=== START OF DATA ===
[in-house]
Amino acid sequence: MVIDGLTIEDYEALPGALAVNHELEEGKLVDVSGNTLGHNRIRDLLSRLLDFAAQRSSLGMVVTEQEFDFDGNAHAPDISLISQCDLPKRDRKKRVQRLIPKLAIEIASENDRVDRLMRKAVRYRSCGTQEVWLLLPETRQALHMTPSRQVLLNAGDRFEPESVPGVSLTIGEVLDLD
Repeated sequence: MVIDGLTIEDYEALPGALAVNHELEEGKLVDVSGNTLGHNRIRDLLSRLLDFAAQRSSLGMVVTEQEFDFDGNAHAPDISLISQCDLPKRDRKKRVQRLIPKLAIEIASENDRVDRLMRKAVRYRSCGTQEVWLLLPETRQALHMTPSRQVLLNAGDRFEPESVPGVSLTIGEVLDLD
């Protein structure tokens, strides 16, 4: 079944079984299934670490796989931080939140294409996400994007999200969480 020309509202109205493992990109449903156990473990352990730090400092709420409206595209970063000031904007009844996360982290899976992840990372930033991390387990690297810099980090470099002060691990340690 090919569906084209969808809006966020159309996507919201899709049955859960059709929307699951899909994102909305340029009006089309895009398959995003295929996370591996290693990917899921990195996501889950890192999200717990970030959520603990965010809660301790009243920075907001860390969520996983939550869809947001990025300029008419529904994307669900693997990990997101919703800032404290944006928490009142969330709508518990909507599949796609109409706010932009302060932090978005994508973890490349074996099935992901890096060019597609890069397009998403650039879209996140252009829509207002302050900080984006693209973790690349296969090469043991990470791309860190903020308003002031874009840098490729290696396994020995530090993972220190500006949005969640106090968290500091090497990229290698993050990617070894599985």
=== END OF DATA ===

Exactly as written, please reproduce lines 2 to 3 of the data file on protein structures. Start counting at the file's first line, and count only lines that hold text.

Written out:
Amino acid sequence: MVIDGLTIEDYEALPGALAVNHELEEGKLVDVSGNTLGHNRIRDLLSRLLDFAAQRSSLGMVVTEQEFDFDGNAHAPDISLISQCDLPKRDRKKRVQRLIPKLAIEIASENDRVDRLMRKAVRYRSCGTQEVWLLLPETRQALHMTPSRQVLLNAGDRFEPESVPGVSLTIGEVLDLD
Repeated sequence: MVIDGLTIEDYEALPGALAVNHELEEGKLVDVSGNTLGHNRIRDLLSRLLDFAAQRSSLGMVVTEQEFDFDGNAHAPDISLISQCDLPKRDRKKRVQRLIPKLAIEIASENDRVDRLMRKAVRYRSCGTQEVWLLLPETRQALHMTPSRQVLLNAGDRFEPESVPGVSLTIGEVLDLD